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  • FDA Date: 05/12/2016

    Fluoroquinolones FDA Drug Safety Communication

    FDA advises restricting fluoroquinolone antibiotic use for certain uncomplicated infections; warns about disabling side effects that can occur together

    This information reflects FDA's current analysis of data available to FDA concerning this drug. FDA intends to update this sheet when additional information or analyses become available.

    The U.S. Food and Drug Administration is advising that the serious side effects associated with fluoroquinolone antibacterial drugs generally outweigh the benefits for patients with sinusitis, bronchitis, and uncomplicated urinary tract infections who have other treatment options. For patients with these conditions, fluoroquinolone should be reserved for those who do not have alternative treatment options.

    An FDA safety review has shown that fluoroquinolones when used systemically (i.e. tablets, capsules, and injectable) are associated with disabling and potentially permanent serious side effects that can occur together. These side effects can involve the tendons, muscles, joints, nerves, and central nervous system.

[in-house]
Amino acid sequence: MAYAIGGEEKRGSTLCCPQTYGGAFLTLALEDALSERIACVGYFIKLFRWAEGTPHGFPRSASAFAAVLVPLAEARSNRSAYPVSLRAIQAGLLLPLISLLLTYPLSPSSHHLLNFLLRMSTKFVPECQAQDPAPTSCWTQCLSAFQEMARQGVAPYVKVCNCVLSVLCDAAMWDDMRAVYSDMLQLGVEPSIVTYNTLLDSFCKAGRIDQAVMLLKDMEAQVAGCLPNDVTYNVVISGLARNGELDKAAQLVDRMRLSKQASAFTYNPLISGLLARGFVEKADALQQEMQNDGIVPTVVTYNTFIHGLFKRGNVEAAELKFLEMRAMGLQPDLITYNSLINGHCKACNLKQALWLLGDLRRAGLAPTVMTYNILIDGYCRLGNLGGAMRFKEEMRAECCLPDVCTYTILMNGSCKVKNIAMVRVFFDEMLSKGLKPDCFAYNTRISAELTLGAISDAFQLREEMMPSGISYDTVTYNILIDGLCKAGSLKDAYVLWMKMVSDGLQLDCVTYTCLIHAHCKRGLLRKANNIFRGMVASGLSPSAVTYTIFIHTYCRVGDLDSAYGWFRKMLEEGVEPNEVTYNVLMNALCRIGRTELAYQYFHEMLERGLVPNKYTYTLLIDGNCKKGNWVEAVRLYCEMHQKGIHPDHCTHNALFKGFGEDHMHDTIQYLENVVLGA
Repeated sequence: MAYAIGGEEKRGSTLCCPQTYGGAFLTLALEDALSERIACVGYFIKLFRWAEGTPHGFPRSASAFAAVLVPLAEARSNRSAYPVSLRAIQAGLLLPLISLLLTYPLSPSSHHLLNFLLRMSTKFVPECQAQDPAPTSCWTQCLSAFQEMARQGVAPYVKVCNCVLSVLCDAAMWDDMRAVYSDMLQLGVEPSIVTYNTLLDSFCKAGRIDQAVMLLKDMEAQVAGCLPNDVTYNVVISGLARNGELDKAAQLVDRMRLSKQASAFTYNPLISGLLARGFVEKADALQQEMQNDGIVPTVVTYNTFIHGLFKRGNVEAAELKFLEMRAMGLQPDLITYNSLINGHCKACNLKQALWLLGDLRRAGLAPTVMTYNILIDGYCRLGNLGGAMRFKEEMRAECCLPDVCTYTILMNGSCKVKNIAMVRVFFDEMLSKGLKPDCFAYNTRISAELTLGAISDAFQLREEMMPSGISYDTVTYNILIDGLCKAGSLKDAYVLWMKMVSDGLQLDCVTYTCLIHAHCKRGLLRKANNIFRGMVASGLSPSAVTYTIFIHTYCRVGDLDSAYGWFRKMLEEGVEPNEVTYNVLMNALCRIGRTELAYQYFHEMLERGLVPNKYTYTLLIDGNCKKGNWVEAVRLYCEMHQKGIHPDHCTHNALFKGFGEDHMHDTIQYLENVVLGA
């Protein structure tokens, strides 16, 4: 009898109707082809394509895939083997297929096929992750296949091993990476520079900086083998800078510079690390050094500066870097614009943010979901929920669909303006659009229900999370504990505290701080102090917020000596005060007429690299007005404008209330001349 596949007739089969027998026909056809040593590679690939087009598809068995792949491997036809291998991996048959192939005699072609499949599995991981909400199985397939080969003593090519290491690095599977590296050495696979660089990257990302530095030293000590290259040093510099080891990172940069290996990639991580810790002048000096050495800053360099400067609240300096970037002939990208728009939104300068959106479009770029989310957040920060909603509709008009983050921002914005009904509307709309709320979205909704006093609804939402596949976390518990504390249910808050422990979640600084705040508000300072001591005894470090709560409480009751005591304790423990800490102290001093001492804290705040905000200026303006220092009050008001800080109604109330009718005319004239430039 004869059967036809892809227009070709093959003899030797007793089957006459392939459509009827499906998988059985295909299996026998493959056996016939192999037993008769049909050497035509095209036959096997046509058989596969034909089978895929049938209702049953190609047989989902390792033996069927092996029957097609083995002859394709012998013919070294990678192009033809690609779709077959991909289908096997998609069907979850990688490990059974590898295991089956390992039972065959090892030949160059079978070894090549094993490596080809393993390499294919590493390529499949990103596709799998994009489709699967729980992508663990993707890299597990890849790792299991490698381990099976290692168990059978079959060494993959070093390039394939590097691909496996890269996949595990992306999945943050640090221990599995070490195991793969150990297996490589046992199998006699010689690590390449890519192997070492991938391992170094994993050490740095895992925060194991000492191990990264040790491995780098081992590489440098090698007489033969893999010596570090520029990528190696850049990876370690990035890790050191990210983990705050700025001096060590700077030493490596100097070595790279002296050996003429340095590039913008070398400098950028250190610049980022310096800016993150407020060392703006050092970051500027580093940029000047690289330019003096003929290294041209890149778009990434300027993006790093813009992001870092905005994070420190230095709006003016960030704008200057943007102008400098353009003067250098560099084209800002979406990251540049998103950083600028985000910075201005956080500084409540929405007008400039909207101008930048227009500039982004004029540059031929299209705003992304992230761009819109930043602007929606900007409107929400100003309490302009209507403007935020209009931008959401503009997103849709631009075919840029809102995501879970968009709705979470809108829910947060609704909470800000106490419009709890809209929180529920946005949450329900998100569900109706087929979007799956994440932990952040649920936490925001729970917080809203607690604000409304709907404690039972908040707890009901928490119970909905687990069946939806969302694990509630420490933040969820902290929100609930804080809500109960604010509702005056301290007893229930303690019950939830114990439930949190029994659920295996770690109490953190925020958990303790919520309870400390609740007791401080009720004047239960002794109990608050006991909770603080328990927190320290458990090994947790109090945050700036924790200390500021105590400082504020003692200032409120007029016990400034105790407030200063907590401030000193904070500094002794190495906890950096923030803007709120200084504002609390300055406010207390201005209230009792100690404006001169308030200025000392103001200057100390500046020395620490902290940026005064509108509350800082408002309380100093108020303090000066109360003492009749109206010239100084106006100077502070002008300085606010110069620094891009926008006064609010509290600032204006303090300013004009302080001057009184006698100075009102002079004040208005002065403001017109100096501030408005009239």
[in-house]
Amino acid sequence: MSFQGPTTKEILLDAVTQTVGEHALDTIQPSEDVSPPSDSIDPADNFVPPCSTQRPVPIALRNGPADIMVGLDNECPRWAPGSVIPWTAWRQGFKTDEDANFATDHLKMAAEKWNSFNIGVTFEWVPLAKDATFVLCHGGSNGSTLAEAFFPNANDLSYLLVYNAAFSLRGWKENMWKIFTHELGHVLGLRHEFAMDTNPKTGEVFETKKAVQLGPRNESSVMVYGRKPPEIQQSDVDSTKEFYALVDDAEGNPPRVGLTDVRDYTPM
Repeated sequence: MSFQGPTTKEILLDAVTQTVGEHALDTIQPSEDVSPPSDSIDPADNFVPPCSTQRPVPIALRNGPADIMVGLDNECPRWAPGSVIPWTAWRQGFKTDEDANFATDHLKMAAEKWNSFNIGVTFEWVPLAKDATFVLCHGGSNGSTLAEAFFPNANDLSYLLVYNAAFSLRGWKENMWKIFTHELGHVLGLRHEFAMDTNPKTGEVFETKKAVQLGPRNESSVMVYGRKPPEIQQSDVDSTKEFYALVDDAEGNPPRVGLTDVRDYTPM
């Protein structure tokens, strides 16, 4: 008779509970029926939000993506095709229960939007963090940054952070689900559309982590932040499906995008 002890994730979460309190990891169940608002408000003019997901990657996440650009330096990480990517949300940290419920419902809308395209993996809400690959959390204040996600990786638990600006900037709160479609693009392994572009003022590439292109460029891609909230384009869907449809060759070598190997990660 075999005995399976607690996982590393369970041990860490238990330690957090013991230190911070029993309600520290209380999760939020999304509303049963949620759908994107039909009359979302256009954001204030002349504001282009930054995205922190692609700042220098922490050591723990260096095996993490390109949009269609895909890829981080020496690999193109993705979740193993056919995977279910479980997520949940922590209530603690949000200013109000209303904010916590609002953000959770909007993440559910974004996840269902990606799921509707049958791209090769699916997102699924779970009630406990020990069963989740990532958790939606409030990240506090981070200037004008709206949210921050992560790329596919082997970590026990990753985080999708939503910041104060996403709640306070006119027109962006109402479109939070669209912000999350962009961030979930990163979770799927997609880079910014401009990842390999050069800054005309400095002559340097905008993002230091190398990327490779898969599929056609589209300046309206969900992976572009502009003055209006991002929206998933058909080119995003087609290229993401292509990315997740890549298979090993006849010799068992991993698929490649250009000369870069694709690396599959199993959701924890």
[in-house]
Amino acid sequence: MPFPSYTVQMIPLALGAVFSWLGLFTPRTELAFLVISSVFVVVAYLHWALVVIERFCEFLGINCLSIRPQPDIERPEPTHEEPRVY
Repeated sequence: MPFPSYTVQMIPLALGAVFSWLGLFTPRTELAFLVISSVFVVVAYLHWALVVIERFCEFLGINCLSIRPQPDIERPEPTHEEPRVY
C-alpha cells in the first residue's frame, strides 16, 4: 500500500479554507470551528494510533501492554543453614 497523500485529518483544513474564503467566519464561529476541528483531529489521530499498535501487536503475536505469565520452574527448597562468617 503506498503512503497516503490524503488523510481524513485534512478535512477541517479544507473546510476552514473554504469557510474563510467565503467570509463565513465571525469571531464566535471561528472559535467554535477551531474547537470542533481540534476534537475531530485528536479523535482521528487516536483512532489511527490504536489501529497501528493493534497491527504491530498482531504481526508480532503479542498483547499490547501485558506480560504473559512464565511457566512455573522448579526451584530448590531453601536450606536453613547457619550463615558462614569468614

As a result, we are requiring the drug labels and Medication Guides for all fluoroquinolone antibacterial drugs to be updated to reflect this new safety information. We are continuing to investigate safety issues with fluoroquinolones and will update the public with additional information if it becomes available.

    Patients should contact your health care professional immediately if you experience any serious side effects while taking your fluoroquinolone medicine. Some signs and symptoms of serious side effects include tendon, joint and muscle pain, a “pins and needles” tingling or pricking sensation, confusion, and hallucinations. Patients should talk with your health care professional if you have any questions or concerns.

    Health care professionals should stop systemic fluoroquinolone treatment immediately if a patient reports serious side effects, and switch to a non-fluoroquinolone antibacterial drug to complete the patient’s treatment course.

    Fluoroquinolone drugs work by killing or stopping the growth of bacteria that can cause illness.

    We previously communicated safety information associated with systemic fluoroquinolone antibacterial drugs in August 2013 and July 2008. The safety issues described in this Drug Safety Communication were also discussed at an FDA Advisory Committee meeting in November 2015

    View the full FDA Drug Safety Communication on FDA.gov